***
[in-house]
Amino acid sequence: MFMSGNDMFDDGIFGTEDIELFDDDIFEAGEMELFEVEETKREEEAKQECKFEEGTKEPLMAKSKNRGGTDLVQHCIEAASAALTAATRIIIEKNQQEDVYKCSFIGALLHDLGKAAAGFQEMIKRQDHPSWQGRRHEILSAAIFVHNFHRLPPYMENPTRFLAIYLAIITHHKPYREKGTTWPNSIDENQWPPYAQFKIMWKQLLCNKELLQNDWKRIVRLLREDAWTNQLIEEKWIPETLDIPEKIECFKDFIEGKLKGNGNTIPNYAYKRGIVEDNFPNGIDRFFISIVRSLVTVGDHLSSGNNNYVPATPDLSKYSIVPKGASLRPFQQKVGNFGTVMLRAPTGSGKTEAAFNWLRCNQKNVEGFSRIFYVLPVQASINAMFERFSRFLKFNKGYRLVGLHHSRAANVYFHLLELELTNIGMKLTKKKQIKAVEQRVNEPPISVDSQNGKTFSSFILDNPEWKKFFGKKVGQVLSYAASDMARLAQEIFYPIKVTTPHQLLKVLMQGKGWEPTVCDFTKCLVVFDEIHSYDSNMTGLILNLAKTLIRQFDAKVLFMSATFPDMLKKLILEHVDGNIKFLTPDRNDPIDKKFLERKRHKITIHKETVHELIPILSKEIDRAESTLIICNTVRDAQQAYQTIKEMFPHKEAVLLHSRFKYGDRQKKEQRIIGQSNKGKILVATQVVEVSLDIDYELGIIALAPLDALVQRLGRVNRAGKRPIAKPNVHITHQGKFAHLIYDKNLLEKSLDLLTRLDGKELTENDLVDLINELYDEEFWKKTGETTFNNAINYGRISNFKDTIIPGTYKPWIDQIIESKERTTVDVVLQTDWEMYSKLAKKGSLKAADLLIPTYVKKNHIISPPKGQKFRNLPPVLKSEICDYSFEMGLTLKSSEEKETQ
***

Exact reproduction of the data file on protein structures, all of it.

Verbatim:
[in-house]
Amino acid sequence: MFMSGNDMFDDGIFGTEDIELFDDDIFEAGEMELFEVEETKREEEAKQECKFEEGTKEPLMAKSKNRGGTDLVQHCIEAASAALTAATRIIIEKNQQEDVYKCSFIGALLHDLGKAAAGFQEMIKRQDHPSWQGRRHEILSAAIFVHNFHRLPPYMENPTRFLAIYLAIITHHKPYREKGTTWPNSIDENQWPPYAQFKIMWKQLLCNKELLQNDWKRIVRLLREDAWTNQLIEEKWIPETLDIPEKIECFKDFIEGKLKGNGNTIPNYAYKRGIVEDNFPNGIDRFFISIVRSLVTVGDHLSSGNNNYVPATPDLSKYSIVPKGASLRPFQQKVGNFGTVMLRAPTGSGKTEAAFNWLRCNQKNVEGFSRIFYVLPVQASINAMFERFSRFLKFNKGYRLVGLHHSRAANVYFHLLELELTNIGMKLTKKKQIKAVEQRVNEPPISVDSQNGKTFSSFILDNPEWKKFFGKKVGQVLSYAASDMARLAQEIFYPIKVTTPHQLLKVLMQGKGWEPTVCDFTKCLVVFDEIHSYDSNMTGLILNLAKTLIRQFDAKVLFMSATFPDMLKKLILEHVDGNIKFLTPDRNDPIDKKFLERKRHKITIHKETVHELIPILSKEIDRAESTLIICNTVRDAQQAYQTIKEMFPHKEAVLLHSRFKYGDRQKKEQRIIGQSNKGKILVATQVVEVSLDIDYELGIIALAPLDALVQRLGRVNRAGKRPIAKPNVHITHQGKFAHLIYDKNLLEKSLDLLTRLDGKELTENDLVDLINELYDEEFWKKTGETTFNNAINYGRISNFKDTIIPGTYKPWIDQIIESKERTTVDVVLQTDWEMYSKLAKKGSLKAADLLIPTYVKKNHIISPPKGQKFRNLPPVLKSEICDYSFEMGLTLKSSEEKETQ